22. What does this look like? Here’s one version. When I was young I was a thrill-seeker, which led to risky behavior. Things quieted down when I got married and had kids, but that transition was painful and I felt really constricted and limited.

23. We moved to a small farm town where I was surrounded by religious people who had very strong notions about how you comport yourself, how you raise your kids, what you believe in, and your place in the family and the community.

24. I felt stifled, under-valued and invisible. I wore the mask of a pleasant smile as I served coffee or did the dishes at church functions. I was depressed, I gained a lot of weight, and alcohol became an easy crutch.

25. I’ve always intuitively mistrusted the status quo but I haven’t resisted it enough. I’m a caretaker and people-pleaser and I have a huge desire to fit in and be approved of, all to the detriment of my mental health. I’ve always cared about survival.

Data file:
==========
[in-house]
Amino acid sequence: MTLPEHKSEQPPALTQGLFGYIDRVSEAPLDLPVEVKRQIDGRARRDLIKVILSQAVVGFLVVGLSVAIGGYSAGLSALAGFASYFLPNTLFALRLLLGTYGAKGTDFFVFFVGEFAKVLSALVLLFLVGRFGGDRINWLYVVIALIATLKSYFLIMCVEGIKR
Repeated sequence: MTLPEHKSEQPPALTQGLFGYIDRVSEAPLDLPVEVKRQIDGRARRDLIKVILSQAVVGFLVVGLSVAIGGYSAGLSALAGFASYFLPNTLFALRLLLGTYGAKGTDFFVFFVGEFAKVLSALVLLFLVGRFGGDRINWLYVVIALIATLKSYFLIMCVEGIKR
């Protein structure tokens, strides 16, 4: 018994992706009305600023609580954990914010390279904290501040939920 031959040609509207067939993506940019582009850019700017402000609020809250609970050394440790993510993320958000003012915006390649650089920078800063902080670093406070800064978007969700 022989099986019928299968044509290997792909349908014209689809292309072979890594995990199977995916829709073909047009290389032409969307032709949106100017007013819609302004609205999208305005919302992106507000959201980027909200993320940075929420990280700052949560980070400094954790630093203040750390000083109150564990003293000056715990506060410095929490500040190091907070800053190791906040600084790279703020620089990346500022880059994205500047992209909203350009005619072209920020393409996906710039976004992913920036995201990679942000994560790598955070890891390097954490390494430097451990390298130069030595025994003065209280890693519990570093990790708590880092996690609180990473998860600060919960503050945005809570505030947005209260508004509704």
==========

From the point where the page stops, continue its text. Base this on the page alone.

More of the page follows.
26. Does a third path exist, where a born individual manages to fit beautifully into society? Not on this earth. Either you take the path of individuality and absurd rebellion or you take the demoralizing path of conformity and suppressed individuality.

27. Opt, then, for individuality. You will not fit beautifully into society. You will be begging for skirmishes and battles. Too often you will feel like you are jousting windmills. But this is just another way of saying that you are obliged to do right.

28. Kirists prize their individuality. They also recognize the attendant challenges. There are challenges that come with suppressing their individuality and challenges that come with expressing their individuality. Two very rough roads to travel!